MOSCONE CENTER, San Francisco — Apple’s Worldwide Developer Conference is upon us — the same conference that brought us the iPhone, new Mac hardware, iOS updates, and new entertainment technology, and more over the years.
We’ve speculated for awhile just what Tim Cook, Apple chief executive, would announce. And now we know: After a two-hour keynote presentation, we’ve seen glimpses of OS X Mavericks, new MacBook Airs, a spooky-cool new Mac Pro, a brand-new look for iOS7, and the debut of iTunes Radio.
The event is over now, so scroll down for the full blow-by-blow from our intrepid livebloggers.
Here are the highlights of the day’s Apple news:
- Apple says it has paid out $10 billion to iOS developers to date. Money!
- More than 50 billion app downloads have happened, and there are 900,000 apps in the store now — 375,000 of which are designed for the iPad. (Check out our post: WWDC by the numbers.)
- The new OS X will be called “OS X Mavericks.”
- In OS X Mavericks, the Finder now includes tabs and the ability to tag files. It’s very Web 2.0.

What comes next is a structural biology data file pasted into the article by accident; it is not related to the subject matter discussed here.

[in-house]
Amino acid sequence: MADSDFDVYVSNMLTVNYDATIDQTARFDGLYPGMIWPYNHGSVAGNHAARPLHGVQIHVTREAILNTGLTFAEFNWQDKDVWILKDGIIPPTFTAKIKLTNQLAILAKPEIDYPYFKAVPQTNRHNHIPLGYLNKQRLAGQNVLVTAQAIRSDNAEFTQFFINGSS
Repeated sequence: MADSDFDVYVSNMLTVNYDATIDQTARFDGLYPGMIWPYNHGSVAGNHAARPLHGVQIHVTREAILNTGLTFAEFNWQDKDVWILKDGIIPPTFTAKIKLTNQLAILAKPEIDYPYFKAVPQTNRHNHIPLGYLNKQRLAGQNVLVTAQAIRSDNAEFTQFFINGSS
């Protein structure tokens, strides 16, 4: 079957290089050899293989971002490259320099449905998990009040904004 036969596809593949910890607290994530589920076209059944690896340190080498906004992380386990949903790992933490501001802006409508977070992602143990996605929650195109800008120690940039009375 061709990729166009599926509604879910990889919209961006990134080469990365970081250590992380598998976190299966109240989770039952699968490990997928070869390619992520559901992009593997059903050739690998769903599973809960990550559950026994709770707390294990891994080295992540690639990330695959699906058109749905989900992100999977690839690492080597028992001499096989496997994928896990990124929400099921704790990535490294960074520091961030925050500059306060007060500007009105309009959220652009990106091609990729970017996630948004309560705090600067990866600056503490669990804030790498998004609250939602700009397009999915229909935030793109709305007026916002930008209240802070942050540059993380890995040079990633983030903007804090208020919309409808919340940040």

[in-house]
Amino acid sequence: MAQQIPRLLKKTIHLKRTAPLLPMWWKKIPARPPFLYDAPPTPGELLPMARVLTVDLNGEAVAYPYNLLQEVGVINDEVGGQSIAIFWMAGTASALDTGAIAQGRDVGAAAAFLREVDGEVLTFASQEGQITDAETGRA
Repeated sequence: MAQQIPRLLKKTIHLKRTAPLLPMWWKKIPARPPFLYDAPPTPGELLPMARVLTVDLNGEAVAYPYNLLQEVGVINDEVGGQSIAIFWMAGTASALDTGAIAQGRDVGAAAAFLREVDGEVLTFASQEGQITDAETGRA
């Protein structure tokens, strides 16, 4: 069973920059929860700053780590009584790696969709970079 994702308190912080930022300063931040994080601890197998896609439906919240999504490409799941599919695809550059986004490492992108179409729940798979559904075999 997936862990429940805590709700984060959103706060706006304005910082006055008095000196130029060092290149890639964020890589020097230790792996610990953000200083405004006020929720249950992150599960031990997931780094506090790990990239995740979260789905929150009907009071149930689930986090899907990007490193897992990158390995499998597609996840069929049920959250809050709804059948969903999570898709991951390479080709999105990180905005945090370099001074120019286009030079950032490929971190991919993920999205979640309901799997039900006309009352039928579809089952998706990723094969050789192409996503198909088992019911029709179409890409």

- OS X now supports multiple displays. Wait, didn’t it already?
- Mavericks includes features designed to stretch battery life, including “timer coalescing” and “compressed memory.”
- Safari, Calendar, and Mail have new looks, and Safari has been optimized to smooth scrolling, use less power, and more.
- There’s a new Mac Maps app. Driving with your MacBook in the passenger seat? You’re all set.
- Apple will be releasing new 11-inch and 13-inch MacBook Air models, with longer battery life.
- There’s a new Mac Pro desktop computer. It’s a big cylinder. Inside, it will have dual GPUs and will support up to 3 separate 4K displays via its Thunderbolt 2 and HDMI ports. It will be assembled in the USA.
- There’s a new online version of Apple’s productivity software, called iWork for iCloud.
- Apple’s mobile operating system is getting an upgrade. iOS 7 will have a new, translucent, “flat” look, redesigned icons, and some new features.
- Apple has a new, Pandora-like streaming music service called iTunes Radio.